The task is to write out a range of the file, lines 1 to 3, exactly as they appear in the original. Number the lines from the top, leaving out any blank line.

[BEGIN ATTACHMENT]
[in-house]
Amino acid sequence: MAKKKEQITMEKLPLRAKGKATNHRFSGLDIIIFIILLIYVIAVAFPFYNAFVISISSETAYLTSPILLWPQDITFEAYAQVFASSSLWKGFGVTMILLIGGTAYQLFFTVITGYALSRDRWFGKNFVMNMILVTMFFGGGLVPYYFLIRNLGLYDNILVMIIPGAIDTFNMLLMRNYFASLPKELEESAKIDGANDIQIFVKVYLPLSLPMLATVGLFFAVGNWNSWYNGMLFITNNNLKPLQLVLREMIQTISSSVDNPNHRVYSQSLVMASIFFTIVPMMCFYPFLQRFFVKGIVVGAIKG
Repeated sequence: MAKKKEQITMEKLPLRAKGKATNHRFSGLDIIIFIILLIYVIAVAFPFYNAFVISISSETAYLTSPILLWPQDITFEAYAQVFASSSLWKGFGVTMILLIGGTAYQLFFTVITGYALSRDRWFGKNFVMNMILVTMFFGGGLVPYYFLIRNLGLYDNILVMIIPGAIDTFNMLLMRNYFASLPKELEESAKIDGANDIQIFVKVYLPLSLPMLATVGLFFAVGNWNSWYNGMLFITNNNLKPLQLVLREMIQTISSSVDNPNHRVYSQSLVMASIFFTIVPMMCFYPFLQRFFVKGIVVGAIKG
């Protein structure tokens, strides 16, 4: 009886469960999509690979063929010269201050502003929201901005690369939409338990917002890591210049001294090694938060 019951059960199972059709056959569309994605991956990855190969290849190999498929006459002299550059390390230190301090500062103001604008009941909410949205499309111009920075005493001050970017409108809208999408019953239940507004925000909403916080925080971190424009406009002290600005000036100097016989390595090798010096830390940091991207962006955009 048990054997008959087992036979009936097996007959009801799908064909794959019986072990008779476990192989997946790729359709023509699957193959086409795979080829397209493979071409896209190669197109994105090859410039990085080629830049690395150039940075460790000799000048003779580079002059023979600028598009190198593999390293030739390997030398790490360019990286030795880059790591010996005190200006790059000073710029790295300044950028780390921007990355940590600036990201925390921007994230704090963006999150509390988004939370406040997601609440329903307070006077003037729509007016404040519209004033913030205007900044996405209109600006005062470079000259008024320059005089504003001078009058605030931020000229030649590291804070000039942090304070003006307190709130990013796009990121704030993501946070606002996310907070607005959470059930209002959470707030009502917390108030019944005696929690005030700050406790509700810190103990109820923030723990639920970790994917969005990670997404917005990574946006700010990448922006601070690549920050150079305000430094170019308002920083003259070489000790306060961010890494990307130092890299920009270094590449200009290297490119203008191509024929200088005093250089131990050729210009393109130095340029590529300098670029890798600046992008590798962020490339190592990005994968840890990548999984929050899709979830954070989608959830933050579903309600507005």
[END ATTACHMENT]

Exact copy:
[in-house]
Amino acid sequence: MAKKKEQITMEKLPLRAKGKATNHRFSGLDIIIFIILLIYVIAVAFPFYNAFVISISSETAYLTSPILLWPQDITFEAYAQVFASSSLWKGFGVTMILLIGGTAYQLFFTVITGYALSRDRWFGKNFVMNMILVTMFFGGGLVPYYFLIRNLGLYDNILVMIIPGAIDTFNMLLMRNYFASLPKELEESAKIDGANDIQIFVKVYLPLSLPMLATVGLFFAVGNWNSWYNGMLFITNNNLKPLQLVLREMIQTISSSVDNPNHRVYSQSLVMASIFFTIVPMMCFYPFLQRFFVKGIVVGAIKG
Repeated sequence: MAKKKEQITMEKLPLRAKGKATNHRFSGLDIIIFIILLIYVIAVAFPFYNAFVISISSETAYLTSPILLWPQDITFEAYAQVFASSSLWKGFGVTMILLIGGTAYQLFFTVITGYALSRDRWFGKNFVMNMILVTMFFGGGLVPYYFLIRNLGLYDNILVMIIPGAIDTFNMLLMRNYFASLPKELEESAKIDGANDIQIFVKVYLPLSLPMLATVGLFFAVGNWNSWYNGMLFITNNNLKPLQLVLREMIQTISSSVDNPNHRVYSQSLVMASIFFTIVPMMCFYPFLQRFFVKGIVVGAIKG